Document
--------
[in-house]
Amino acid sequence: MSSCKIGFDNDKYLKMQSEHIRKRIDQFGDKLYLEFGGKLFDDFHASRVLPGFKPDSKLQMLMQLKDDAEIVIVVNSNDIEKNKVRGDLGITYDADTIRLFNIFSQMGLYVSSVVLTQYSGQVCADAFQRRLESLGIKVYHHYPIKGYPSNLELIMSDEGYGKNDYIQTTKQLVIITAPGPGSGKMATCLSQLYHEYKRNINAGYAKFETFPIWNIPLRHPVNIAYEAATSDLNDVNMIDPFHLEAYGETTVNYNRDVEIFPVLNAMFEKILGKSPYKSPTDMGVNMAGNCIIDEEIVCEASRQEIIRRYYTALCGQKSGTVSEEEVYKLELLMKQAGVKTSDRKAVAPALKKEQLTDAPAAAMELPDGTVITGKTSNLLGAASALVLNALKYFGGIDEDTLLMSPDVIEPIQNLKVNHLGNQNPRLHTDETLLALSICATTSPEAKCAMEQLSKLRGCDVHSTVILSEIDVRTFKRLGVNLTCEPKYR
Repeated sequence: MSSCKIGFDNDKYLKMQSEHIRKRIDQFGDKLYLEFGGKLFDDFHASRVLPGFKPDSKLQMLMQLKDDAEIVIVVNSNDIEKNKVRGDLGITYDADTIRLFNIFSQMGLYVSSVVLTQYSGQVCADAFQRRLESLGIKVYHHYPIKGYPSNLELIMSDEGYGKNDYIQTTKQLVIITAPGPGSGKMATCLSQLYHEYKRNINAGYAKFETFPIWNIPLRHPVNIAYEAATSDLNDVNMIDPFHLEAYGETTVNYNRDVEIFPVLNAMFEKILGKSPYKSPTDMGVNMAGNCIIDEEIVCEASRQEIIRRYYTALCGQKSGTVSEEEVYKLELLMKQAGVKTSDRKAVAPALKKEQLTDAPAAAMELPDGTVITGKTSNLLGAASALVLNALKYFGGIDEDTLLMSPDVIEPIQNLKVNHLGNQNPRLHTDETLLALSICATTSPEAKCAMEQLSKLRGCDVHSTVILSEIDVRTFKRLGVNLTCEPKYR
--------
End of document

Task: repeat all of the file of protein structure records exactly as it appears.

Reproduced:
[in-house]
Amino acid sequence: MSSCKIGFDNDKYLKMQSEHIRKRIDQFGDKLYLEFGGKLFDDFHASRVLPGFKPDSKLQMLMQLKDDAEIVIVVNSNDIEKNKVRGDLGITYDADTIRLFNIFSQMGLYVSSVVLTQYSGQVCADAFQRRLESLGIKVYHHYPIKGYPSNLELIMSDEGYGKNDYIQTTKQLVIITAPGPGSGKMATCLSQLYHEYKRNINAGYAKFETFPIWNIPLRHPVNIAYEAATSDLNDVNMIDPFHLEAYGETTVNYNRDVEIFPVLNAMFEKILGKSPYKSPTDMGVNMAGNCIIDEEIVCEASRQEIIRRYYTALCGQKSGTVSEEEVYKLELLMKQAGVKTSDRKAVAPALKKEQLTDAPAAAMELPDGTVITGKTSNLLGAASALVLNALKYFGGIDEDTLLMSPDVIEPIQNLKVNHLGNQNPRLHTDETLLALSICATTSPEAKCAMEQLSKLRGCDVHSTVILSEIDVRTFKRLGVNLTCEPKYR
Repeated sequence: MSSCKIGFDNDKYLKMQSEHIRKRIDQFGDKLYLEFGGKLFDDFHASRVLPGFKPDSKLQMLMQLKDDAEIVIVVNSNDIEKNKVRGDLGITYDADTIRLFNIFSQMGLYVSSVVLTQYSGQVCADAFQRRLESLGIKVYHHYPIKGYPSNLELIMSDEGYGKNDYIQTTKQLVIITAPGPGSGKMATCLSQLYHEYKRNINAGYAKFETFPIWNIPLRHPVNIAYEAATSDLNDVNMIDPFHLEAYGETTVNYNRDVEIFPVLNAMFEKILGKSPYKSPTDMGVNMAGNCIIDEEIVCEASRQEIIRRYYTALCGQKSGTVSEEEVYKLELLMKQAGVKTSDRKAVAPALKKEQLTDAPAAAMELPDGTVITGKTSNLLGAASALVLNALKYFGGIDEDTLLMSPDVIEPIQNLKVNHLGNQNPRLHTDETLLALSICATTSPEAKCAMEQLSKLRGCDVHSTVILSEIDVRTFKRLGVNLTCEPKYR